# Lines and loops.

In many cases, three-dimensional and flat primitives are not enough to build the required geometry. Advanced operations, from among those that are found in this tutorial, allow you to create geometric bodies based on arbitrary lines.

In *ZenCad* (and the opencascade geometric kernel), there are two classes of one-dimensional geometric solids - *Edge* and *Wire*. *Edge* is a simple primitive. Combining multiple Edges into a single compound curve results in a Wire object. Typically, *ZenCad*, *Wire*, and *Edge* can be used interchangeably, but when analyzing a model using reflection, this difference can be significant. ")

The *Wire* and / or *Edge* set can be connected to a complex curve using the *sew* function (More details later in this section).

Closed curves are called cycles. If the curve (all compound curves) of the cycle lies in the same plane, then such a cycle can be converted into a face (Face) using the *fill* function (see the section "Plane primitives".).

Some additional operations when working with curves are described in the "Curve Analysis" section.

## Segment

An ordinary segment, specified by two points.

Signature:

```
segment(pnt1, pnt2)
```

## Polysegment

Polysegment is a broken line. Set by an array of points. Setting the closed flag adds a polyline segment from the end point to the start point. `pnts`

is an array of points.

Signature:

```
polysegment(pnts, closed=True/False)
```

## Point Interpolation

Tool for constructing an interpolated curve passing through a set of *pnts* points. Using the optional *tangs* parameter at each point, you can set the direction in which the curve will pass through the point (the zero vector corresponds to an arbitrary intersection). Setting the `closed`

flag adds a trailing portion of the curve.

Signature:

```
interpolate(pnts, tangs=[], closed=False)
```

## Arc of a circle with three points

This method represents an alternative to *circle* (see Plane Primitives) method of generating a circular arc from three points.

Signature:

```
circle_arc(p1, p2, p3)
```

## Upward spiral

An upward spiral. It is set by the radius *r*, the height *h* and the step of the loop *step*. When setting the option *left*, it changes the right winding to the left one. When setting the optional parameter *angle*, the radius changes with the change of height according to the conical law.

Signature:

```
helix(r, h, step, angle=angle, left=True/False)
```

## Bezier Curve

Bezier curve (wiki). Defined by an array of control points and an array of weights (optional). If weights are not specified, all weights are considered equal to one.

Signature:

```
bezier(pnts)
bezier(pnts, weights)
```

## BSpline

Signature:

```
bspline(pnts, knots, muls, degree, periodic=False/True)
bspline(pnts, knots, weights, muls, degree, periodic=False/True, check_rational=False/True)
default:
periodic=False
check_rational=True
```

## Rounded polysegment

Unlike a polysegment, it creates sections of a circle at the mating points of the segments. The *r* variable sets the radius of the fillets. Can be used in conjunction with the tube operation (see kinematic surfaces).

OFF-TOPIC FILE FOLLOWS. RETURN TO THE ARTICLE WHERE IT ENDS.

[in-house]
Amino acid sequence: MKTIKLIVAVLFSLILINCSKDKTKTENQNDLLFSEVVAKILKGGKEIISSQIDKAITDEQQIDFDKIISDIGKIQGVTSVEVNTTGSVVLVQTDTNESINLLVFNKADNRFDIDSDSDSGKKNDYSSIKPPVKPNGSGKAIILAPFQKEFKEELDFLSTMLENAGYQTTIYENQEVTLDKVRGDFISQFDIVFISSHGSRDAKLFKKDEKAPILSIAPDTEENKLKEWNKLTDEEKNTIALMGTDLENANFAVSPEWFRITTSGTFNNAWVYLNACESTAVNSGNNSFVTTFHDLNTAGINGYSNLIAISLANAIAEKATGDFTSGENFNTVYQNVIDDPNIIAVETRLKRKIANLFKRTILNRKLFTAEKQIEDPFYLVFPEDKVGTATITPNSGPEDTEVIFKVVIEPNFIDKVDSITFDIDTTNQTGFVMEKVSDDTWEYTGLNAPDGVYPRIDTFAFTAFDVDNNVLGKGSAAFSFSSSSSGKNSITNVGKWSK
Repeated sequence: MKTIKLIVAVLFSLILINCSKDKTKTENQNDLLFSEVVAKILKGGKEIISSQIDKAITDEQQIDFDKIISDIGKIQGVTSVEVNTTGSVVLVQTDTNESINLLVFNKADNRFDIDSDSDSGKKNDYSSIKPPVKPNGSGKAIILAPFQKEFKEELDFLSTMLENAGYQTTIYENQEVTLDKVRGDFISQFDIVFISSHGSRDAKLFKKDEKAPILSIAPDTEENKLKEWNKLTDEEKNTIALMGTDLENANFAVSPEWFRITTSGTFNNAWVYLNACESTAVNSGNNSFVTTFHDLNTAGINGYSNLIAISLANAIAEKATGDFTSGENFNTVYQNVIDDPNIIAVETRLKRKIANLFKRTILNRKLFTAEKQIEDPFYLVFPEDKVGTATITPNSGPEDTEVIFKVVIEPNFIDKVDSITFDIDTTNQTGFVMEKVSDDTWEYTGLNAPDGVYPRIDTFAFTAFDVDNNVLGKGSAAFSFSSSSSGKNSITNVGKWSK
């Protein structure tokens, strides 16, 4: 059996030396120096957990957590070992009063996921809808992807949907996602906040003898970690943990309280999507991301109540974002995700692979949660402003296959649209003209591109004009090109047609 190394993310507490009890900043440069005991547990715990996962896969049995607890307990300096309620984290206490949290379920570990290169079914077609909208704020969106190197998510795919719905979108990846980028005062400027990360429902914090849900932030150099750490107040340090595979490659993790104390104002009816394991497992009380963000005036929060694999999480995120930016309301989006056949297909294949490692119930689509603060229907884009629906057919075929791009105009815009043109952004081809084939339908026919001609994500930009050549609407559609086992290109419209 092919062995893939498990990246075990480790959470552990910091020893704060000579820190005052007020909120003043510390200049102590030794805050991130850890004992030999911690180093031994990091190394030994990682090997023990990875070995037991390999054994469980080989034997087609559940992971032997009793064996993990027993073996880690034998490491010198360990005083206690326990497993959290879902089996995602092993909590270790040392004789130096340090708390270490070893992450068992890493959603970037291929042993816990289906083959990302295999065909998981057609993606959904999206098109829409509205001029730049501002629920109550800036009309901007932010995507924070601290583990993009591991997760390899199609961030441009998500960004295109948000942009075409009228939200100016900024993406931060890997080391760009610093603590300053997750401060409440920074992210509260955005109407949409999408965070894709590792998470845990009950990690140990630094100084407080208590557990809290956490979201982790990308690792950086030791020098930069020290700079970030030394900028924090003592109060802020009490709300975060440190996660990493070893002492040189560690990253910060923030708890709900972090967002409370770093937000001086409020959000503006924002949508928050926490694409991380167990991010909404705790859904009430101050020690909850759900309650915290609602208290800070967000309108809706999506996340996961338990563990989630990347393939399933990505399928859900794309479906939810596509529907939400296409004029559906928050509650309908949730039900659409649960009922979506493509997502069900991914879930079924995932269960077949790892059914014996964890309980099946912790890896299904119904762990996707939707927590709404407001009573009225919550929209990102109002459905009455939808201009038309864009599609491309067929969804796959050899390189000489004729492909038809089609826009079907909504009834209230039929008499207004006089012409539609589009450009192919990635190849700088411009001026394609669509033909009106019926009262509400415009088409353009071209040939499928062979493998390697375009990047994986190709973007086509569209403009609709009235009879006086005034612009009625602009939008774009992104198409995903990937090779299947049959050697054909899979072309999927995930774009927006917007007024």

The closed option allows you to close the curve and create a rounded segment at the junction.

Signature:

```
rounded_polysegment(pnts, r, closed=False)
```

Example:

```
rounded_polysegment(
pnts=[(0,0,0), (20,0,0), (20,20,40), (-40,20,40), (-40,20,0)],
r=10)
```

## Creating a complex curve

The *sew* operation assembles a complex line from an array of *wires* pieces.

Objects of types Edge and Wire can act as elements of the *wires* array (see geometric types)

Requirements. Parts of the line must necessarily border on each other. The order should not be out of order. If the *sort* argument is set, the algorithm will try to automatically sort the incoming lines in the correct order.

Signature:

```
sew(wires, [sort=True])
```

Example:

```
sew([
segment((0,0,0), (0,10,0)),
circle_arc((0,10,0),(10,15,0),(20,10,0)),
segment((20,0,0), (20,10,0)),
segment((20,0,0), (0,0,0))
])
```

# Complex curve constructor

Tool for sequential construction of curve sections. Performing operations, constructs edges from the exit point of the previous edge. Each operation can be performed in absolute and relative modes. In relative mode, the coordinates of the anchor points are added to the last current coordinate of the constructor. The choice of the mode is carried out by the *rel* flag. False is absolute, True is relative. If no flag is declared, the *defrel* value is used.

Constructor arguments:
*start* - starting point
*defrel* - default mode

```
wb = wire_builder(start=(0,0,0), defrel=False)
```

### Reinitialization:

Reloads the instrument from a new point. Resets the list of edges.

```
wb.restart(pnt, y=None, z=None)
```

```
wb.restart(point3(10,15,0))
wb.restart(10,15)
```

### Drawing a line segment:

Draws a segment to the point *pnt*.

```
wb.segment(pnt, y=None, z=None, rel=None)
wb.line(b, y=None, z=None, rel=None)
wb.l(b, y=None, z=None, rel=None)
```

```
wire_builder(defrel=True).restart((0,10)).l(10,0).l(0,-10).close().doit() # рисуем квадрат
```

### Draw a circular arc by points:

```
wb.arc_by_points(a,b,rel=None)
```

### Plotting an interpolation curve by points:

*curtang* allows you to set the direction of the curve at the starting point.
Setting the *approx* option calculates *curtang* to the direction of the curve at the end of the last leg.

```
wb.interpolate(pnts, tangs=None, curtang=(0,0,0), approx=False, rel=None)
```

### Closure

*close* builds a section of the curve up to the starting point. *approx_a*, *approx_b* allow for interpolation at snapping points.

```
wb.close(approx_a=False, approx_b=False)
```